In the most simple case of a closed system with no chemical reaction and interacting with the environment through pressure only, we have: $$dU=\delta Q+\delta W=TdS-PdV$$ (first law + fundamental equation of thermodynamics)

Reading some elementary texts in thermodynamics, I see the following idea often suggested but I have not read it explicitly:

$$TdS\geq\delta Q$$ $$-PdV\leq\delta W$$

A possible argumentation to justify it would be the following:

Consider doing the same mechanical action on the system while isolating the system thermally. To highlight this is a different process than the original one, we use denotation $dV'$, $dS'$.... The work $\delta W'=\delta W$ and volume change $dV'=dV$ would be the same. For this process, we would have $\delta W=dU'=-PdV+TdS'$ and since the system is thermally isolated, $dS'\geq 0$ (second law) so that $-PdV\leq\delta W$.

It follows that $TdS\geq\delta Q$.

Is the reasoning and conclusion correct?

  • $\begingroup$ Is the process reversible or irreversible? $\endgroup$ Apr 9, 2023 at 11:37
  • $\begingroup$ Either. The only assumption is that the change is continuous, the change in all state variables is small, and the equilibrium is sufficient to consider intensive state variables are defined and almost constant across the system (quasistatic). Initial and final states are equilibrium ones. Also, all variables mentioned here are the inner variables of the system. For example T is the internal temperature, not the temperature of an external bath. Same for pressure. Neither the mechanical action nor the heat exchange are assumed reversible (even though they can be). $\endgroup$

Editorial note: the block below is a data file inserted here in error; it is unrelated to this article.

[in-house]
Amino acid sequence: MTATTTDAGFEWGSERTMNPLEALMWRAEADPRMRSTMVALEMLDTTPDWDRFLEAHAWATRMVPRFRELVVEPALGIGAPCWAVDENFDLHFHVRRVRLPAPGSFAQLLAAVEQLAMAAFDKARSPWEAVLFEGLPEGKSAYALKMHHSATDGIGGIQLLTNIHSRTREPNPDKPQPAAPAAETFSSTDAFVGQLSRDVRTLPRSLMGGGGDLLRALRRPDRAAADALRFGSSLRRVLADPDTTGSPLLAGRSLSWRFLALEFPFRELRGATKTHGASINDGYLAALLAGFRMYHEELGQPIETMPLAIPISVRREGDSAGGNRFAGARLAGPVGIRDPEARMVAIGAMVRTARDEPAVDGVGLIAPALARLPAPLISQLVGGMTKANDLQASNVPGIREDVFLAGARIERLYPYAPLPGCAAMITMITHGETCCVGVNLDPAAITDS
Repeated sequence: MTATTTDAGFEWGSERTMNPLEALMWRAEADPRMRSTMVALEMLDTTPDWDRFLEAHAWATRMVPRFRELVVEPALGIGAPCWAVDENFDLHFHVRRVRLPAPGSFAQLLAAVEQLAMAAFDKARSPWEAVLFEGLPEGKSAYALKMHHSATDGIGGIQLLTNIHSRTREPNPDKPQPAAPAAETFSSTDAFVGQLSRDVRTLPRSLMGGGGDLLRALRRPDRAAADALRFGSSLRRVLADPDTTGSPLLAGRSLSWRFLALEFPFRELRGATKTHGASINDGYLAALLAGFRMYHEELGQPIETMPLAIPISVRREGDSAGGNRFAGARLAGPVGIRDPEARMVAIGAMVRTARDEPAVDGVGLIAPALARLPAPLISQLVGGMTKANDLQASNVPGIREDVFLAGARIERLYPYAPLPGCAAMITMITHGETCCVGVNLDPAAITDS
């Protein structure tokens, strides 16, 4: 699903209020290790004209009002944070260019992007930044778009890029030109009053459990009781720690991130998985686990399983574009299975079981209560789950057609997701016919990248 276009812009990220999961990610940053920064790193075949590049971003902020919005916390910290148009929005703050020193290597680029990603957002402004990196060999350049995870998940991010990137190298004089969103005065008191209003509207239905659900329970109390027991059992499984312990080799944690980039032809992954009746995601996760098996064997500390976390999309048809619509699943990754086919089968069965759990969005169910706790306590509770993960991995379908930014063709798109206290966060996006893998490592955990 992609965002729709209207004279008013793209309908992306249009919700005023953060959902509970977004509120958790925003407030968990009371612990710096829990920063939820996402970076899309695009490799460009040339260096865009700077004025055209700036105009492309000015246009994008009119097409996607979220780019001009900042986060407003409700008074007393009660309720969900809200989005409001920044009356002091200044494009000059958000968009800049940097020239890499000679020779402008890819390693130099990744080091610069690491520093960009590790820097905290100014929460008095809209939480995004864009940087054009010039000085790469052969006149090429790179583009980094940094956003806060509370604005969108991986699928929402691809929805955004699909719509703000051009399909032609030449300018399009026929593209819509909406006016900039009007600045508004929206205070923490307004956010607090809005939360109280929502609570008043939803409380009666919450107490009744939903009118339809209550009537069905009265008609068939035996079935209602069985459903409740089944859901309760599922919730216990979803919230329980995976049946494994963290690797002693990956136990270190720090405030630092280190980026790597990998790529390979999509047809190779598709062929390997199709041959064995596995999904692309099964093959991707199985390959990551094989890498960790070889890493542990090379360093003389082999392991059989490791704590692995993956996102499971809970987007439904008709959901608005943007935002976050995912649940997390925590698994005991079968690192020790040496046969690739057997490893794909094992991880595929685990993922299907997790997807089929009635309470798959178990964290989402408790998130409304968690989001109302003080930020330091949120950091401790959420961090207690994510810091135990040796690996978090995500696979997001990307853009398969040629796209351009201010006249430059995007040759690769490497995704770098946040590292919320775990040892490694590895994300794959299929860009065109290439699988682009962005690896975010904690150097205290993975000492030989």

– Benoit
    Apr 9, 2023 at 11:58
  • $\begingroup$ Are you aware that, if you have an adiabatic irreversible path between two thermodynamic equilibrium ends states, there is no adiabatic reversible path between the same two end states? $\endgroup$ Apr 9, 2023 at 12:22
  • $\begingroup$ I am. The question does not mention anything about adiabaticity, even less reversibility. My reasoning to try to prove the inequalities with full generality is saying "considering any process (quasistatic) X, then an adiabatic process with the same mechanical action as X would result in the same work and the same volume change as X". Not the same final state. Anyway they both can be reversible or irreversible. This argument is debatable, even suspicious to me, that is why I asked the question. $\endgroup$
    – Benoit
    Apr 9, 2023 at 12:39
  • $\begingroup$ What do think isolating the system thermally means if not adiabatic? $\endgroup$ Apr 9, 2023 at 12:49

1 Answer 1


Yes, your argument is valid, but your proof is for adiabatic process only. The inequality is more general and applies whether heat is exchanged or not.

Start with entropy generation, which is defined as the entropy change of the system ($dS$) plus that of the surroundings. Assuming the surroundings to be at the temperature of the system the entropy of the surroundings is $dS_\text{surr}=-dQ/T$. Then, $$ dS_\text{gen} = dS -\frac{dQ}{T}\geq 0 \Rightarrow dQ \leq T dS $$ which is the inequality we seek. If the surroundings are at a temperature different from that of the system there is additional entropy generation due to heat transfer between the system and the surroundings, and the inequality is even stronger.


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